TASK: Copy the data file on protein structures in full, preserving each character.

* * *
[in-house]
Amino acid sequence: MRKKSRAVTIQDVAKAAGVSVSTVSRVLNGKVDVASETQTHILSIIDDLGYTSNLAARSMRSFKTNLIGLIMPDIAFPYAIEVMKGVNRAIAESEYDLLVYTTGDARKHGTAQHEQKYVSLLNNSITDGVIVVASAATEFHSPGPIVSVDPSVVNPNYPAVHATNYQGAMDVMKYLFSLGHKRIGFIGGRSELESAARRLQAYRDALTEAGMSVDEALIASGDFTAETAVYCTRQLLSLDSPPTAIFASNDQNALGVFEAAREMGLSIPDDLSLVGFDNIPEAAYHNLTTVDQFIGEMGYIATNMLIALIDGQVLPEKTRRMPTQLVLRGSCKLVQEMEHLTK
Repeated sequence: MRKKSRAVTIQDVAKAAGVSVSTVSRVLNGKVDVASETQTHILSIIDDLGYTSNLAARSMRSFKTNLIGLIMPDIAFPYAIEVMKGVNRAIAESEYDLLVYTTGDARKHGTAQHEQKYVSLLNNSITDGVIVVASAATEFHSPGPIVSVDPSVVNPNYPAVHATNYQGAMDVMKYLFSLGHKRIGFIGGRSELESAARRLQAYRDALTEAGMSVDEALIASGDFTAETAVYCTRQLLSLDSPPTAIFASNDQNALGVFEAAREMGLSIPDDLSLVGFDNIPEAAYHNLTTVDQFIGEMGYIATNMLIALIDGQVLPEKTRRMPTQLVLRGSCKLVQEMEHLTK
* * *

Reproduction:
[in-house]
Amino acid sequence: MRKKSRAVTIQDVAKAAGVSVSTVSRVLNGKVDVASETQTHILSIIDDLGYTSNLAARSMRSFKTNLIGLIMPDIAFPYAIEVMKGVNRAIAESEYDLLVYTTGDARKHGTAQHEQKYVSLLNNSITDGVIVVASAATEFHSPGPIVSVDPSVVNPNYPAVHATNYQGAMDVMKYLFSLGHKRIGFIGGRSELESAARRLQAYRDALTEAGMSVDEALIASGDFTAETAVYCTRQLLSLDSPPTAIFASNDQNALGVFEAAREMGLSIPDDLSLVGFDNIPEAAYHNLTTVDQFIGEMGYIATNMLIALIDGQVLPEKTRRMPTQLVLRGSCKLVQEMEHLTK
Repeated sequence: MRKKSRAVTIQDVAKAAGVSVSTVSRVLNGKVDVASETQTHILSIIDDLGYTSNLAARSMRSFKTNLIGLIMPDIAFPYAIEVMKGVNRAIAESEYDLLVYTTGDARKHGTAQHEQKYVSLLNNSITDGVIVVASAATEFHSPGPIVSVDPSVVNPNYPAVHATNYQGAMDVMKYLFSLGHKRIGFIGGRSELESAARRLQAYRDALTEAGMSVDEALIASGDFTAETAVYCTRQLLSLDSPPTAIFASNDQNALGVFEAAREMGLSIPDDLSLVGFDNIPEAAYHNLTTVDQFIGEMGYIATNMLIALIDGQVLPEKTRRMPTQLVLRGSCKLVQEMEHLTK